Annand, Smith & Co., Grocers, Melbourne
By Museums Victoria | Sunday, 19 April 2020
This company of Family Grocers of Collins Street, Melbourne, issued Australia's first circulating copper tokens, on 20 October 1849, as reported in The Argus. Although the token is not inscribed with a date, this report and an order for their manufacture discovered by researchers in Birmingham, England, confirm that they were issued before the great population boom of the gold rush. It was manufactured by the Soho Mint, Birmingham - they shipped 5 hundredweight at 27.5 pieces per pound (15,400 tokens) on 23 May 1849 followed by two further shipments on 12 October 1849 and 15 January 1850, the total comming to 45,503 pieces. This was their last product before the mint's plant was sold. Heaton & Sons purchased much of the equipment at the sale of the Soho mint and their first issue was of trade tokens for Annand Smith & Co. in 1851. The second token issue has the letters H&S added beside the shield (it is a different Britannia die too).
After issuing the first tokens, Councillor George Annand had a case brought against him for uttering and putting off coinage...imitating the coin of the realm, (Melbourne Daily News, 30 Oct. 1849) but he was obviously not convicted as he retained his position as a Councillor and went on to become a MLA.
The tokens were a great success, with applications from all quarters of Melbourne and also Geelong and other distant places, exhausting the supply in less than four months.
The Melbourne Directories of 1847 list Annand, Smith & Co., Grocers, in Collins Street, Melbourne. George Annand, Grocer, is also listed in Collins Street. The Australian Dictionary of Biography mentions a George Annand and Robert Smith, who from 1846-55 were in partnership with Robert Fulton in a business to boil down sheep carcases for tallow. Fulton later ran the business by himself. The partnership between Annand and Smith was over by 1852. The 1853 Melbourne Commercial Directory included an advertisement for Smith, Adamson & Co.'s Grocery Establishment at the Corner of Queen and Collins Streets that proclaimed them to be the successors to Annand, Smith & Co.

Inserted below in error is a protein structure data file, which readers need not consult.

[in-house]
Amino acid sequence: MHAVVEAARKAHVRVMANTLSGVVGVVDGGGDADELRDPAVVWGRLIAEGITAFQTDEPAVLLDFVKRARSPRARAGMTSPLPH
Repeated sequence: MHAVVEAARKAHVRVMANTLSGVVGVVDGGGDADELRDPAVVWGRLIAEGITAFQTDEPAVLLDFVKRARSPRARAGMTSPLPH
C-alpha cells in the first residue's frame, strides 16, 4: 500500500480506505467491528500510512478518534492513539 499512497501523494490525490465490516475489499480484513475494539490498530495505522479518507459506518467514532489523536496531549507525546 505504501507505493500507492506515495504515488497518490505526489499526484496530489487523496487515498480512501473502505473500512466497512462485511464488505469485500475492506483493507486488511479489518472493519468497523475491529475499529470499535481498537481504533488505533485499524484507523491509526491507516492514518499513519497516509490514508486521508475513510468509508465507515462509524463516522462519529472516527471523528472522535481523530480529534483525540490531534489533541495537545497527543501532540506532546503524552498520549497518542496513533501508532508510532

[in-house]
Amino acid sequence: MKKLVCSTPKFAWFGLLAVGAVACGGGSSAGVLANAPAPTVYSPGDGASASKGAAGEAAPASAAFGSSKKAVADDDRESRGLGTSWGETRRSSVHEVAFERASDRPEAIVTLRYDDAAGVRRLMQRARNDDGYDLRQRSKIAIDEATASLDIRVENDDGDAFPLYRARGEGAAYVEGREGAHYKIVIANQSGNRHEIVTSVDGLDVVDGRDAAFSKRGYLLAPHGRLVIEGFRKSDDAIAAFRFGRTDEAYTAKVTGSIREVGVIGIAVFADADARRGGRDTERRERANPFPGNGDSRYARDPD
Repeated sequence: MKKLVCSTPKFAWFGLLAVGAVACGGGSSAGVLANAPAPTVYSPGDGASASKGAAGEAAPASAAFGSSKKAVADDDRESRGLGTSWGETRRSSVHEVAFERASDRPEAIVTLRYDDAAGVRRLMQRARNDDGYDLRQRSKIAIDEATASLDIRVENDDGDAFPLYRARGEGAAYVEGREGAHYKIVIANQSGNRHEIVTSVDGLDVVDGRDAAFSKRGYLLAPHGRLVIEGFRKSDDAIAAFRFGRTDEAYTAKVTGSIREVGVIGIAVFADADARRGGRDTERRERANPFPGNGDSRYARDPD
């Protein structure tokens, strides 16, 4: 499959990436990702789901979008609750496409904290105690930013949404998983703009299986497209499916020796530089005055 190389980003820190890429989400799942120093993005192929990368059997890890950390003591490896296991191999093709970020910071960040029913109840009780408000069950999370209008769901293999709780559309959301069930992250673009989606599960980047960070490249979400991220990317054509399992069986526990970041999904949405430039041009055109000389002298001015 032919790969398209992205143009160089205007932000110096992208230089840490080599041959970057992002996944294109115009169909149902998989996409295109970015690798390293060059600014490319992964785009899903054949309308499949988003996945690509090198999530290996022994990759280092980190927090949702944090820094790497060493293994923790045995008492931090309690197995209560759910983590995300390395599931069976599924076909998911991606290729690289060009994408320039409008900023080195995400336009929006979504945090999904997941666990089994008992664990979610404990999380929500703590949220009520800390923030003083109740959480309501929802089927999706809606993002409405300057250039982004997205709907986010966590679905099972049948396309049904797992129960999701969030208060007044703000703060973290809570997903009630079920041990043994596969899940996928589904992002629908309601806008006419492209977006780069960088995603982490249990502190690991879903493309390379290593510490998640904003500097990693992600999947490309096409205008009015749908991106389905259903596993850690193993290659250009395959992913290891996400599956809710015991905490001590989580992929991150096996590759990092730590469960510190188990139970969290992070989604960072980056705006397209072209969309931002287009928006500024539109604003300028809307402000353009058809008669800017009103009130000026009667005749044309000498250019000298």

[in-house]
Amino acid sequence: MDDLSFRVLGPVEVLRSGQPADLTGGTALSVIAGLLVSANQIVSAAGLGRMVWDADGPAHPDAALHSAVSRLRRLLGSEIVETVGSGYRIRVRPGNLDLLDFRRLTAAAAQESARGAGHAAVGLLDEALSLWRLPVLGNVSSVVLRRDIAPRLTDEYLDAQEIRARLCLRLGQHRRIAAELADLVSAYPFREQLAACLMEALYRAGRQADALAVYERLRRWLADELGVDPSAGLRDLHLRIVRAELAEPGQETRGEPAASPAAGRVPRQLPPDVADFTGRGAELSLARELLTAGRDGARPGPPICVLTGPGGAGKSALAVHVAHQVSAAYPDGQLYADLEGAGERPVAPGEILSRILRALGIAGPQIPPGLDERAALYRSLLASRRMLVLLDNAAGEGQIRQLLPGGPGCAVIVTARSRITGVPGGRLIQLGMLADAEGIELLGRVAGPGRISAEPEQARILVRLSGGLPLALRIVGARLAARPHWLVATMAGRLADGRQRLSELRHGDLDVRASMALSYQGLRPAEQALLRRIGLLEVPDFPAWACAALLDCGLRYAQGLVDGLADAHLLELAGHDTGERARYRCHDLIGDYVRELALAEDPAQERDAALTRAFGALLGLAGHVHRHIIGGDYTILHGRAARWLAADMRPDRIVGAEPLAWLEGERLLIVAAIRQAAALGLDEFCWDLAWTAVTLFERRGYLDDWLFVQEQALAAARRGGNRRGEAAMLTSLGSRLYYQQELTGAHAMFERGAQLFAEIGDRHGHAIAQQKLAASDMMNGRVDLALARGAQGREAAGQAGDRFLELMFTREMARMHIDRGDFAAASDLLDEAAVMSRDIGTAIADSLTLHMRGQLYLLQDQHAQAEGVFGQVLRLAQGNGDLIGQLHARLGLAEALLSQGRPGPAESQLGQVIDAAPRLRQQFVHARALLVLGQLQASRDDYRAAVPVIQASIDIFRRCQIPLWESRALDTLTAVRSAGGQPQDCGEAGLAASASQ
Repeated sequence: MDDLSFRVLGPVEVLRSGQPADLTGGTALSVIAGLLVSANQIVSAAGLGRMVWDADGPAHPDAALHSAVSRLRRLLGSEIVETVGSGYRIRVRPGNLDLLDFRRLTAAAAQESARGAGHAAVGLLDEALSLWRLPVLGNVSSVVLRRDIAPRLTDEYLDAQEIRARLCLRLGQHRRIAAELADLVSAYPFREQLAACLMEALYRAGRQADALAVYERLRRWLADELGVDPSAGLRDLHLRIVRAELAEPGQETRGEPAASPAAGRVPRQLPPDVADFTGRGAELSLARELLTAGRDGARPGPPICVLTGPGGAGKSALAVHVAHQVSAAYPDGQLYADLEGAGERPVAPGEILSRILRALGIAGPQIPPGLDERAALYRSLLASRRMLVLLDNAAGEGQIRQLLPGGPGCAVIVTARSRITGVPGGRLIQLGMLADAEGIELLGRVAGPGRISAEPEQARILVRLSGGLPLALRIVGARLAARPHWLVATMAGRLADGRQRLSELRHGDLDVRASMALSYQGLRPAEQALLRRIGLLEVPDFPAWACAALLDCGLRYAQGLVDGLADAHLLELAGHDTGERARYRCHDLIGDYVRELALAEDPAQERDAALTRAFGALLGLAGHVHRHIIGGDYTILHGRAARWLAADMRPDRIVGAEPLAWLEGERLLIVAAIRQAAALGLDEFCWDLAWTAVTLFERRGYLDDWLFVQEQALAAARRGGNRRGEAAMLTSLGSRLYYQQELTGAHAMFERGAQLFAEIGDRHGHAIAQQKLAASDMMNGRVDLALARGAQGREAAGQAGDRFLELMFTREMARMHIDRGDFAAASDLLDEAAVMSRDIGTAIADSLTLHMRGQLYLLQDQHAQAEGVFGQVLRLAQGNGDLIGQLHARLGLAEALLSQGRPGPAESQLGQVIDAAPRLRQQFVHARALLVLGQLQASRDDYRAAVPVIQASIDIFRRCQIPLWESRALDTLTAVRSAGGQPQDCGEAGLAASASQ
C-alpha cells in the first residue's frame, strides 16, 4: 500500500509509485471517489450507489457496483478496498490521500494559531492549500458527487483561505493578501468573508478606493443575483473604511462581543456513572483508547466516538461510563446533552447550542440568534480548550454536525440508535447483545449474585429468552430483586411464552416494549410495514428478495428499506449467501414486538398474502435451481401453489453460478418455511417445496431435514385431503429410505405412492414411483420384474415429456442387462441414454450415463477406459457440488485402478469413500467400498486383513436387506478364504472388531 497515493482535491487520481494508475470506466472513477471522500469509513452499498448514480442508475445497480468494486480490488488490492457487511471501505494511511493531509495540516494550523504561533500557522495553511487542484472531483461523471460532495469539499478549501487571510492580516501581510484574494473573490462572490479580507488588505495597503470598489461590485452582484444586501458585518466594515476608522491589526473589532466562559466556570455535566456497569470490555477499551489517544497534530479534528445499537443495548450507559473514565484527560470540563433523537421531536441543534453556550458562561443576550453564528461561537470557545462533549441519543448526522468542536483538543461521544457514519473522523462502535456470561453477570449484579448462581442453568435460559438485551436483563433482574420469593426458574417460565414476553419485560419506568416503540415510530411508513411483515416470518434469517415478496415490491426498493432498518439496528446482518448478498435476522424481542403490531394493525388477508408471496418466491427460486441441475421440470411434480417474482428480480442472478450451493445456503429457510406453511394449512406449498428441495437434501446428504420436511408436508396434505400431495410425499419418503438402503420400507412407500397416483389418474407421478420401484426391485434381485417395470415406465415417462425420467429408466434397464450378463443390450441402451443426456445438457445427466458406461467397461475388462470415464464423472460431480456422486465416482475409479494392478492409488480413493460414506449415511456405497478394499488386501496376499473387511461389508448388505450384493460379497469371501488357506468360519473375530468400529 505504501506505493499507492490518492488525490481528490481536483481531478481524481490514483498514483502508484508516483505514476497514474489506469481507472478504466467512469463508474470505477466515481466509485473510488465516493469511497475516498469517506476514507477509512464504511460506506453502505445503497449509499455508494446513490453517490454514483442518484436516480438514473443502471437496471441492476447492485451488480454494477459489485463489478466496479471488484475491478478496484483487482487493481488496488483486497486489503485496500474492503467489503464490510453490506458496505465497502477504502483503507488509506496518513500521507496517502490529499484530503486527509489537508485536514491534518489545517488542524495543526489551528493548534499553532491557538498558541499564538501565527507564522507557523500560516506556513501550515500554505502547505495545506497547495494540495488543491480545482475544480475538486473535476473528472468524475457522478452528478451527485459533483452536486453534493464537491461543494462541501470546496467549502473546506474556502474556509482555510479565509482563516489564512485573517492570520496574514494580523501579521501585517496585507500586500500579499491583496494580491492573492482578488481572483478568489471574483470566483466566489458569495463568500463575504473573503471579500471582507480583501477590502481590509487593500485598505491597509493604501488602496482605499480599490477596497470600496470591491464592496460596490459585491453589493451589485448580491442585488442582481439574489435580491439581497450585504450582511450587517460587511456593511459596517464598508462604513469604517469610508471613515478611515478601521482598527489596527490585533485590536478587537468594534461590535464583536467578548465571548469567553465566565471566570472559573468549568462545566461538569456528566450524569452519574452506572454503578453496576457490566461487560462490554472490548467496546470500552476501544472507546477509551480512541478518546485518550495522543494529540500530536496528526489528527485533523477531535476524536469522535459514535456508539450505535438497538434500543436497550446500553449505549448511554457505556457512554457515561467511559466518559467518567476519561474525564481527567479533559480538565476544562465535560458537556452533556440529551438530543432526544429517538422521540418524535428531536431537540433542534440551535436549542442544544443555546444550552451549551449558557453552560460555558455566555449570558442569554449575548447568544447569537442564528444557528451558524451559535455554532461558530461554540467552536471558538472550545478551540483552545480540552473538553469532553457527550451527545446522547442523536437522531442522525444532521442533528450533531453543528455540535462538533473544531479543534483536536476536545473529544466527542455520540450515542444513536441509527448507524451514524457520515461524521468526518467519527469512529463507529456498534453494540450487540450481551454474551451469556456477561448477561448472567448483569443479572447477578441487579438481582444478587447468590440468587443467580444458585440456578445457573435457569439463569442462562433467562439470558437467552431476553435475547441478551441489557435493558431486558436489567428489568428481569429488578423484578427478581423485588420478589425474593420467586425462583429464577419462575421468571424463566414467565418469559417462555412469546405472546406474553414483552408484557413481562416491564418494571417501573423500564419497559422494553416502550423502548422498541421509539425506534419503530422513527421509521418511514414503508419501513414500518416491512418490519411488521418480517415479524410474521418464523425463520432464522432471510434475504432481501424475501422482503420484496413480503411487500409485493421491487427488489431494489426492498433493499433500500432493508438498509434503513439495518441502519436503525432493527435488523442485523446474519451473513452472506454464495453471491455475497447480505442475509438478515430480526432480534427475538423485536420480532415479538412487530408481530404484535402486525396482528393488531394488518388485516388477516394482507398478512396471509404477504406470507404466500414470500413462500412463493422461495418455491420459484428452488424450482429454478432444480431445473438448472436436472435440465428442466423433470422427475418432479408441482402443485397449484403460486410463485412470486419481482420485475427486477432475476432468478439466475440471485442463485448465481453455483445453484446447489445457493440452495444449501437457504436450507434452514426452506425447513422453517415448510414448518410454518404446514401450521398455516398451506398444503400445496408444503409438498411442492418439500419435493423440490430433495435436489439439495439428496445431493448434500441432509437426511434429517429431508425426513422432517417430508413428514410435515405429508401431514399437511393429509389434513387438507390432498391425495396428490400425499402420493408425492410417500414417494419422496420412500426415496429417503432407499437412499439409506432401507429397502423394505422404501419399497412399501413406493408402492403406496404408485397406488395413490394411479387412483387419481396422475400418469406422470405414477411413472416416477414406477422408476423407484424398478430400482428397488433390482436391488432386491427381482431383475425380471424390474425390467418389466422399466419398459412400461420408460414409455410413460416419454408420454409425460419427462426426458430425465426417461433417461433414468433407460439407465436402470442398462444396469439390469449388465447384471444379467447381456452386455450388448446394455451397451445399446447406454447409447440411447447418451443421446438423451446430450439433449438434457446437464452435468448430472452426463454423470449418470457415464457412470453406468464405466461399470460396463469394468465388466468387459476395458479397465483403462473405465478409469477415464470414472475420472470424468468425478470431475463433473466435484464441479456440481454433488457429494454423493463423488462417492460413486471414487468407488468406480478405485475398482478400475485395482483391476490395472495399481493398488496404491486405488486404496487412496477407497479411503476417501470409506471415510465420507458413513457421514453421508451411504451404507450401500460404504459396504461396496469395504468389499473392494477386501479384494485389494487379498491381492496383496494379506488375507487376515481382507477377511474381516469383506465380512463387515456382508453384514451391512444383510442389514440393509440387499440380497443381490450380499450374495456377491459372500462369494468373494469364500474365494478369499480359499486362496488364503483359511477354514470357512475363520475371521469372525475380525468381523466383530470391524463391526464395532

In 1949, the Numismatic Association of Victoria issued a medal marking the centenary of the first Australasian token, issued by Melbourne grocers Annand Smith & Co. in 1849. One hundred of these medals were struck by Stokes & Son. The medal was launched at an exhibition held by the NAV in the National Gallery of Victoria, at which the granddaughter of George Annand spoke. This was the first of many issues by the NAV.
George Annand: Born Grange, Banffshire, Scotland possibly 1798. Member, Melbourne City Council 1847 - 1852; Victorian MLA 1853. Died 'Bon Accord Villa', Church Street Hawthorn, aged either 56 or 58 on 9 January 1856.
Robert Smith: Migrated from Scotland and opened store off Bourke Lane (Little Bourke Street) 1847. He was briefly in partnership with Robert Fulton, Ironmonger of Flinders Street before opening his own business. George Annand joined him in the grocery business and they opened a store in Lt. Collins Street before moving to corner of Collins and Queen Streets. After their partnership was dissolved, Smith was a partner in 'Smith, Adamson & Co.' and 'Smith, Roche & Co.' before becoming a partner in Jasper McKenzie & Co. He died near Wellington, New Zealand. His date of death is variously given as 8 November 1885 and 18 November 1855 (Gardner & Henderson respectively). In his article on Annand, Smith and Co., Henderson theorises that the Adamson that Smith was in business with was the same as the Adamson of Adamson, Watts, McKechnie & Co., and that Findlay from Crombie, Clapperton & Findlay was the same one who was in partnership with Adamson in Adamson, Findlay & Co.